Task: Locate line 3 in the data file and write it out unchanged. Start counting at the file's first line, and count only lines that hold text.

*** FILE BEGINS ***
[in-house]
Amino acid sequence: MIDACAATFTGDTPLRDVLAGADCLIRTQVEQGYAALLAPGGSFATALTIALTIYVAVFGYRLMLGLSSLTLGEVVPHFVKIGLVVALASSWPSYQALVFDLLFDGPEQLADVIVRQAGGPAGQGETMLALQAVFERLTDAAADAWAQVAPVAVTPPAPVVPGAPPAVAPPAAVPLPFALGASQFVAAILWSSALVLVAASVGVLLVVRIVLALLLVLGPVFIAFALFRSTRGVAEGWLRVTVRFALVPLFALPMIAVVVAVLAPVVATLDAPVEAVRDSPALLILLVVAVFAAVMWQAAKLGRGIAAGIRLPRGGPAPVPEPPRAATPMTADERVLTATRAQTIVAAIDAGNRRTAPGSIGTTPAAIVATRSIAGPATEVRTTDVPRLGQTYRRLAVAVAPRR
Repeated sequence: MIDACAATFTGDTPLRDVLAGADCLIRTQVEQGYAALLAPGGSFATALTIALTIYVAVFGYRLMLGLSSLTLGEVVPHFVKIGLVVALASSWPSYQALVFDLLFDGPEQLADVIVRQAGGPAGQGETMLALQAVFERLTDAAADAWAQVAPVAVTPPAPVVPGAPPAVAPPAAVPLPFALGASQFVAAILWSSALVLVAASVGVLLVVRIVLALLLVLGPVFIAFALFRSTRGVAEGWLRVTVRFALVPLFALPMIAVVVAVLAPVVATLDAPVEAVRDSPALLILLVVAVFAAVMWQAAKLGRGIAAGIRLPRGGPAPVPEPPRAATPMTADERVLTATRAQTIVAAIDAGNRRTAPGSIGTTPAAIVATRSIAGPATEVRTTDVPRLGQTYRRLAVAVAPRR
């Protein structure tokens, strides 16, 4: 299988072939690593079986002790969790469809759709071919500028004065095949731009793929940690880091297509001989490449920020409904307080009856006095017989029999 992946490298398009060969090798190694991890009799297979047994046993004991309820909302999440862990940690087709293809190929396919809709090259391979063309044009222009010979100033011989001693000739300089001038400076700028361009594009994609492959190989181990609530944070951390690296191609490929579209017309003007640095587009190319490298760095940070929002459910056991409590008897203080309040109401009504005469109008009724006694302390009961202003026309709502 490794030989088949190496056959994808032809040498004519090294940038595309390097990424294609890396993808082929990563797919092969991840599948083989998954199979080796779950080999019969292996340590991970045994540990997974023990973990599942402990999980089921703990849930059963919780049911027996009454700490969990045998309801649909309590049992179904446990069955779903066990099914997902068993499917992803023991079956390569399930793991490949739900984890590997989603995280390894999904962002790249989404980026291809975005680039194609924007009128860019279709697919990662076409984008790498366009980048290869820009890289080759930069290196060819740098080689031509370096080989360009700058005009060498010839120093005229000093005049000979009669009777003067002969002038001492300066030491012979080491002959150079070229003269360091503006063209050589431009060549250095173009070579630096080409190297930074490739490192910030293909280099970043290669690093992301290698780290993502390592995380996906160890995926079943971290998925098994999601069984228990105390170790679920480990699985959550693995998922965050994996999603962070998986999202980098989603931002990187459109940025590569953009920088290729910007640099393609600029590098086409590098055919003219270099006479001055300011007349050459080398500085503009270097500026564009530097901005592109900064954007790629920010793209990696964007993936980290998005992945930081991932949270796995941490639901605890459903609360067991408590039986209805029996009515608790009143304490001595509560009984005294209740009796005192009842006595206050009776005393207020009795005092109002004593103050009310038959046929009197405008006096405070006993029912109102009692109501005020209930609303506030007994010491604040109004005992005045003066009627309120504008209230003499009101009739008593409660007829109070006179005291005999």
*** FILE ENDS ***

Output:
Repeated sequence: MIDACAATFTGDTPLRDVLAGADCLIRTQVEQGYAALLAPGGSFATALTIALTIYVAVFGYRLMLGLSSLTLGEVVPHFVKIGLVVALASSWPSYQALVFDLLFDGPEQLADVIVRQAGGPAGQGETMLALQAVFERLTDAAADAWAQVAPVAVTPPAPVVPGAPPAVAPPAAVPLPFALGASQFVAAILWSSALVLVAASVGVLLVVRIVLALLLVLGPVFIAFALFRSTRGVAEGWLRVTVRFALVPLFALPMIAVVVAVLAPVVATLDAPVEAVRDSPALLILLVVAVFAAVMWQAAKLGRGIAAGIRLPRGGPAPVPEPPRAATPMTADERVLTATRAQTIVAAIDAGNRRTAPGSIGTTPAAIVATRSIAGPATEVRTTDVPRLGQTYRRLAVAVAPRR